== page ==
Historically, the criminalisation of drinking, prostitution or drug-taking has never stopped them happening, it has merely driven them underground. Likewise, although abortion has been illegal for a very long time, this indicates its prevalence rather more than the reverse. Prior to the 1977 Contraception, Sterilisation and Abortion Act, it was a criminal offence to have an abortion or cause a pregnancy to end (this was only partially mitigated by the '77 law change). The fact that the procedure was a crime didn’t stop pregnant women running the risk of prosecution and death and it didn’t stop the people who helped them abort from performing abortions. This particular option has been with us for a really long time. Women have used coat-hangers, gin, knitting needles and various personal injuries to effect it, and consequently many have died under dreadful circumstances. These women took the risk because they considered the social and pragmatic realities of having a child would be worse than the possibility of injury and death. It seems a no brainer that adequate support for women to raise children under difficult circumstances is going to have a greater effect on abortion rates than any prohibition, but the most vociferous opponents of the procedure are also usually the ones who want to reduce benefits and social welfare.

In my cruder and more sustainably informed moments I sometimes wonder what we would do if the 18,000 foetuses terminated annually in New Zealand were born here (and god knows how many extras in other places). Humanity is already the greatest pestilence this planet has ever seen. From a population perspective, abortion is acting as one of several checks, however small, on our utterly unbridled expansion.

And, when looking at row upon row of neatly packed meat in the supermarket I’m easily able to question the argument that we should avoid the termination of a pregnancy in order to avoid causing pain to an embryo or foetus. Fully-grown and sentient animals are killed as a matter of course under the most stressful and aware circumstances. For a herbivore, the smell of blood can only mean one thing – extreme danger and the presence of a predator. I’m not convinced that most pro-lifers are vegan. I’m not myself. But then, I’m not sure that the death of a sentient being in an industrial complex is more acceptable than the death of a being without memory or fear.

Before you dismiss me as a heartless cow-eater (which I am) – I tell you now that I’d be extremely reluctant to undergo an abortion myself. Dodgy ovaries and a long history of singledom mean I’m most likely to take my chances with a pregnancy and hope for the best, whether or not the circumstances are ideal. That said, if I was carrying a foetus with a terminal condition like triploidy, for example, I’m not sure I’d still take the pregnancy to term. But I can’t say for sure because (thank fucking god) I haven’t ever had to make that choice.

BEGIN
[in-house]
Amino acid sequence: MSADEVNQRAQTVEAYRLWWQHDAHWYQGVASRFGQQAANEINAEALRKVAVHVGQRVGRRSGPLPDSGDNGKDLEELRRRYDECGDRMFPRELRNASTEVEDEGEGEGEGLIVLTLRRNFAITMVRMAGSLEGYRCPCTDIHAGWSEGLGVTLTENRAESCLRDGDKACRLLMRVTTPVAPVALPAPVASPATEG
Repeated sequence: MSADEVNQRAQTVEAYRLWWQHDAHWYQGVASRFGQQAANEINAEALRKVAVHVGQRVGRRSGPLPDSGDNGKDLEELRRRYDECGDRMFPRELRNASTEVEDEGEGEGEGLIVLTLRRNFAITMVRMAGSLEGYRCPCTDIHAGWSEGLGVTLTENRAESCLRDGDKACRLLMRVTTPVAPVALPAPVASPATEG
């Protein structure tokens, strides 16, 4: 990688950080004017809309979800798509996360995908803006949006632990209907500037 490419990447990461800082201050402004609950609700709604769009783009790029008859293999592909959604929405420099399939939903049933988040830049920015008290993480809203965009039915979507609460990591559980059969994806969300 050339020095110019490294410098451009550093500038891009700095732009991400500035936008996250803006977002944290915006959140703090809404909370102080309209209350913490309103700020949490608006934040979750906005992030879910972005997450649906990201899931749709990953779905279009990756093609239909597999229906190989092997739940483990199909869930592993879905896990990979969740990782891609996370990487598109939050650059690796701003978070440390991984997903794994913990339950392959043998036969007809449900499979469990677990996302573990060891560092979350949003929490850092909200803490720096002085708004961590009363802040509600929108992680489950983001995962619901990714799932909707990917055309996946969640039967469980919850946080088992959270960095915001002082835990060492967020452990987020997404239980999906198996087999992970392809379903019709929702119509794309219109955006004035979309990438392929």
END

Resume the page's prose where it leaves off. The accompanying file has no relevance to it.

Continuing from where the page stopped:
I can’t believe that it’s my place to say what any other woman should do if faced with an unwanted pregnancy. This is not a choice that can or really should be made for a woman by an outside party since they don’t have to bear either the baby or the consequences of having it. No one does to the same extent as the woman involved. To make abortion a philosophical or party-political issue at the expense of lived experience is farcical and unsupportable. And a grand narrative can never make one single decision the right one for all circumstances. As ex-expat pointed out recently – once an unwanted pregnancy arrives, there’s no good option. A medico-legal complex that makes it possible for any known options to be expended to get the best outcome for the people concerned is the only one that I find reasonable – because no matter whether abortion is legal, it’s going to be considered as an option anyway.


Anonymous said…
Hey Lyn

I will thank you for the comments about sprout on his behalf. he is a he...and I (the bean) am a she. we ducked out of the blogesphere a while ago as work piled up and as the right wing trolls became more frustrating.

it seems both of us have been dipping our toes back in the water lately so hopefully we will both find reason to write again.

In the meantime we are both avid blog readers so thank you for the singles club!

the bean
Anonymous said…
thanks for your honesty lyn. that was a good read.

my thoughts .. (which i'm not passionate about, just a silly thinking about the whole thing) are that there's a sense of the ridiculous that something so utterly corporeal, and about life (your own, a child's), is a philosophical matter (of the mind, what we think, even how we feel on a given day, the information we are passed). although underpinned by the medical and moral, how you use the medical and moral is a matter for debate.

the details of the debate come from that bizarre philosophical clutch of questions about what how we measure a life. the nitty-gritty ins and outs of how really in the atomic level do we measure a life. how we divide the woman from the unborn child, who's body is whose, what constitutes a life .. at what point does it happen? even can you measure the death of a neonate with the death of a sentient animal. : )

these questions expect definitive and clean answers from us, but those kinds of answers are never going to make themselves apparent.

i guess that's what i mean by the ridiculous sense of the process of conception which i think as being about as natural and subliminal as we'll ever experience, being so philosophical when it hits the outside.

so we're all left with very similar information, and what we, personally, make from that information constitutes our position. and that, on the personal level of society, seems to be the way it will remain. and laws will need to umbrella that and hopefully create a generalisation from it somehow.

i think it's important to point out, that the law is not based on moral judgments. and it never has been. it's an important part of understanding law and how it's implemented, and the reasons why law is not based on moral judgment are plenty. but even given that, the issue of rights (of mother, of child) is still incredibly nebulous.